Matt Arbuckle’s work explores a dialogue between the construction and deconstruction of a painting. The narrative is one of space and perspective, where planes and illusion of depth are the topic for discourse, rather than direct representation. The viewer is therefore denied obvious footholds for interpretation, encouraging the experience to be dictated by an individual’s visual sensation and perception. The foundation of these paintings is the concept of accessibility for all. The blatant and at times aggressive marks encourage the experience of these paintings to not be over conceptulaised, but rather a celebration of painting for paintings sake. Arbuckle is a New Zealand painter who since been based in Berlin has reflected on the visual boundaries on where he appropriates his subject matter- ‘the comic strip’. From this initial strip, he began developing the forms he had extracted from comic iconography to hold more ambiguous forms; deconstructing and stripping back the subject matter of the figures to a simpler, more holistic forms. Whilst including painterly devises such as comic like features of framing, emulating a sense of narrative while also spatially challenging the plans of the painting. ‘’I have become increasingly interested in how narrative and a history of marks within the painting occupy a realm that is distinctly visual and not reliant on articulation through language. Marks obtaining movement and presence that question the viewer’s sensation and perception of image’’. Arbuckle’s works attest to the wonders of abandoned structures around Berlin that have inspired him. While exploring the Bärenquell brauerei in Schöneweide, Arbuckle came across stacks of books filled with paper and documents. He collected them on multiple visits, and these pages became grounds for a new series of playful drawings that seek to observe and give presence to the discarded material of abandoned sites. His solo exhibition ‘Slug ind Lettuce’ opens at PAULNACHE 3 January 2014. Watch a short film shot and cut by Motif films and the artist.
PAULNACHE presents a significant release from the Adsett Estate - eight paintings from the artists ‘Black and Blue All Over’ and ‘Sympathy Letters’ series, previously exhibited at GRANTPIRIE, Sydney, AUS. Mary Alice Lee writes: Whilst each painting in Black and Blue All Over has its unique attributes, it is nevertheless a series, like all Adsett’s work. But in what sense can the term be applied? Certainly the paintings were made in an order, and numbered consecutively (1-11). But if by “serial” we mean that the paintings can only be understood in succession (i.e. the mathematical sense), then that term is too limiting. I prefer the definition of series from the field of Electronics: a configuration of two or more components connected in a circuit so that the same current flows in turn through each of them. This definition turns on the notion of a link (Latin serere = to link), and of a process (flowing current). Here the components are multiple, since there are several recurring elements within the paintings themselves: the prevailing coloration of washed out blue and black, the squares or segments of rectangle, long wedge-shapes, debris from the studio floor, and most importantly, the dark-painted stretcher edges, some of which create a bruised black line around the face of the canvas. The current that flows through them all is, of course, the operation of these elements in each painting. Superficially set up to look the same throughout, the elements fool us by operating differently in each canvas. This is the reverse of a figurative series, such as, for example, Sid Nolan’s Ned Kelly series in Canberra, where all the paintings operate in the same way whilst having different figures and settings. This last observation brings me to the concept of narrative. When we use that term, we usually think of work like the Nolan series, where there is represented action and events. But that sense of “narrative” is what takes Painting into close parallel with Literature, a fact celebrated in the classical tradition of ut pictura poesis. Adsett’s work invokes another sense of “narrative”: the act, or process of narrating itself (carrying over from ancient rhetoric). Thus, meaning does not inhere in whether there are black square signs, or yellow rectangle signs, but in what they do. The squares with a horizontal slot like that of a letter-box in painting Nos. 3 and 4 remind us of the black mask, symbol of Kelly in the Nolan series, for the reason that Adsett intends them to. Black and Blue All Over pays homage to those paintings and to the historical events they interpret, along with the current archaeological dig at Glenrowan and the information it is bringing to light. But if there is a little wry humour in that mask shape, Adsett is not using it as a symbol. Nolan, we know, borrowed it from Moholy-Nagy and Malevich, so that for Nolan it became not only Kelly’s emblem, but also that of early Modernist Painting. When Adsett makes black squares - and they are in, or rather, under all his paintings - he is overtly working inside that modernist tradition, undermining it from within, if you like. Images are phantoms that cannot hold in his work, since black will read either as a discrete figure on a blue ground, or as a glimpse of a foundation layer that continues unseen below.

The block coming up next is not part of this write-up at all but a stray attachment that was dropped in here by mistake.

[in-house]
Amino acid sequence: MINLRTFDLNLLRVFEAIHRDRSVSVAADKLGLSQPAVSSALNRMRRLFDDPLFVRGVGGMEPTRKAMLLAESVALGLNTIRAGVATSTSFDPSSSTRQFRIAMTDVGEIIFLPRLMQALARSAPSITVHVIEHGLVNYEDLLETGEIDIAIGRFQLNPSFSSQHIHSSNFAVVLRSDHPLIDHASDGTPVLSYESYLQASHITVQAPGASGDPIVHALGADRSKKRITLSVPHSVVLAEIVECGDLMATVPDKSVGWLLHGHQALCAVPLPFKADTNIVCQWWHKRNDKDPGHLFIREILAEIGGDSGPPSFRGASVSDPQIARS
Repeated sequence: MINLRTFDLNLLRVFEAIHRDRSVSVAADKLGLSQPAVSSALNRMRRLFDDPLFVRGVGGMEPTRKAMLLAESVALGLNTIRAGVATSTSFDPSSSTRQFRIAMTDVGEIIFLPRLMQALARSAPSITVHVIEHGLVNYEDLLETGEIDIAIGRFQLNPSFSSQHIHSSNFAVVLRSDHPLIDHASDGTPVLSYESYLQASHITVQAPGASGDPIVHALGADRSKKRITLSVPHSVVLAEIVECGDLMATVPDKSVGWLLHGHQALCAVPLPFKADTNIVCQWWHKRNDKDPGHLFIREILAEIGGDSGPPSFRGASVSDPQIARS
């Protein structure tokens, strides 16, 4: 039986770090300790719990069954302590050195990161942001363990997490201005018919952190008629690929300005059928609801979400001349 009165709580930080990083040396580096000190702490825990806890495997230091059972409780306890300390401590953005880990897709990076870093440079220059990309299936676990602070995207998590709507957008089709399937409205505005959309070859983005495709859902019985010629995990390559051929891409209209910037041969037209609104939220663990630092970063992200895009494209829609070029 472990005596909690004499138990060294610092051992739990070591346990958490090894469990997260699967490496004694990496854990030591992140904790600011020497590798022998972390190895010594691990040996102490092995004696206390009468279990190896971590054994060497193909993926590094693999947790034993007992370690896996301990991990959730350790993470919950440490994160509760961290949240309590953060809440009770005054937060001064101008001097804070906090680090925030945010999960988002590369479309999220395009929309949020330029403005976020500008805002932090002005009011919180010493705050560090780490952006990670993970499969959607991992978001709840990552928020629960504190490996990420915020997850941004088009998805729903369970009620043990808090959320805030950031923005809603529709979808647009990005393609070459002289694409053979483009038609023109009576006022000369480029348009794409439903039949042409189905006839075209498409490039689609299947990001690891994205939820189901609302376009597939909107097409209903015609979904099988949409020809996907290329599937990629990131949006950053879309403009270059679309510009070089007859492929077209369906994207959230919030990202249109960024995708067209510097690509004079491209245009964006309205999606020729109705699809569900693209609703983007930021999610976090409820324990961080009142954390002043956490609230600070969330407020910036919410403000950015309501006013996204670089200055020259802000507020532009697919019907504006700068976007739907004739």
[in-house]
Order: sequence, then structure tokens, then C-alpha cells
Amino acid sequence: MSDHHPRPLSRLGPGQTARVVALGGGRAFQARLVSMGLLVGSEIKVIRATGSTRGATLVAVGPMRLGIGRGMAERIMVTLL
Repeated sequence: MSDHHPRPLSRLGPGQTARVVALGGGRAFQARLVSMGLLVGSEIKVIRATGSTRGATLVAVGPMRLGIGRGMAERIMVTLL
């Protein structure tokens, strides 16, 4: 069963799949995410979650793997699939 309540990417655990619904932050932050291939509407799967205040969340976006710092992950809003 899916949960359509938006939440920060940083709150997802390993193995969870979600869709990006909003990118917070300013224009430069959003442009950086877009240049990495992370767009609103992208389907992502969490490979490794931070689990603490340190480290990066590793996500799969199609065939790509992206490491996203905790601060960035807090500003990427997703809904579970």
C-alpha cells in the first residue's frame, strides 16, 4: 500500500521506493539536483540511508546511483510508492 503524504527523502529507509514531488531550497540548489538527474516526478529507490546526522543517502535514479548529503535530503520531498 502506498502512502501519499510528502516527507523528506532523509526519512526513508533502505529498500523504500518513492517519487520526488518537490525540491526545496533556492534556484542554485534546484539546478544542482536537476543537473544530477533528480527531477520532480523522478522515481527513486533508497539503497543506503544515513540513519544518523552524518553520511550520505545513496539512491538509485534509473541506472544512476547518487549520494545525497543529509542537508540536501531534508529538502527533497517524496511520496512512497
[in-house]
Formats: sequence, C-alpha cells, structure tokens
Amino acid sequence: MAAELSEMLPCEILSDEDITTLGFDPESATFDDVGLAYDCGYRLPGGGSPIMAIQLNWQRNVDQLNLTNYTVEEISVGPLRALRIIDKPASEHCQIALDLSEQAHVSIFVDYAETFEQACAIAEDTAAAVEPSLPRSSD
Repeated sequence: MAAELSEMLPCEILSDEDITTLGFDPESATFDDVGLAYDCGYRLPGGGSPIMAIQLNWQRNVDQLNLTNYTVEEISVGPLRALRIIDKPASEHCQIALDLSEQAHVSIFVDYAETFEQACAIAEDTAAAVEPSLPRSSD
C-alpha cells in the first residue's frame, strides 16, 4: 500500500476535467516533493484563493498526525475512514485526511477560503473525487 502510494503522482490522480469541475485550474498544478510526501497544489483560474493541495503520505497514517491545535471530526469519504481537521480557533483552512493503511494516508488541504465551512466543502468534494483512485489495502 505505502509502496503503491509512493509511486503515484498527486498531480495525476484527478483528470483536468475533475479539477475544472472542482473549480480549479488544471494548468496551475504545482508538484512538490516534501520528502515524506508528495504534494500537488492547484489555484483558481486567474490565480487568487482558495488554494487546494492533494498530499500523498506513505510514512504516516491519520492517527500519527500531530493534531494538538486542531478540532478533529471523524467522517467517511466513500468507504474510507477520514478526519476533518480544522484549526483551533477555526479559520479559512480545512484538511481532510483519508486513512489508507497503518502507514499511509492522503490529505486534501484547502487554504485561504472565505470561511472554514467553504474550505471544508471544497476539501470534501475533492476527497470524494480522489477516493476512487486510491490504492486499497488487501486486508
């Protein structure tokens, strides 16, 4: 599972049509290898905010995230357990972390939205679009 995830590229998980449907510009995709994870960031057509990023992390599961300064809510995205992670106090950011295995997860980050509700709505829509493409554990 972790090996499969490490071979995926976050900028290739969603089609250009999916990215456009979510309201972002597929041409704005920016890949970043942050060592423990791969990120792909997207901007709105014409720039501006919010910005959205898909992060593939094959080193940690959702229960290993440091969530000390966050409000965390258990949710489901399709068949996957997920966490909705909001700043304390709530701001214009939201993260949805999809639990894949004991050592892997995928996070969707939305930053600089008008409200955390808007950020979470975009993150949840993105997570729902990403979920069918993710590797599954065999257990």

Contact the Gallery for purchase info +64 6 867 9721
Peter Adsett / Paulus McKinnon
Opening: Friday 20 December 2014
Exhibition: 20-28 December 2013
PAULNACHE, Gisborne, New Zealand
IMG X Tom Teutenberg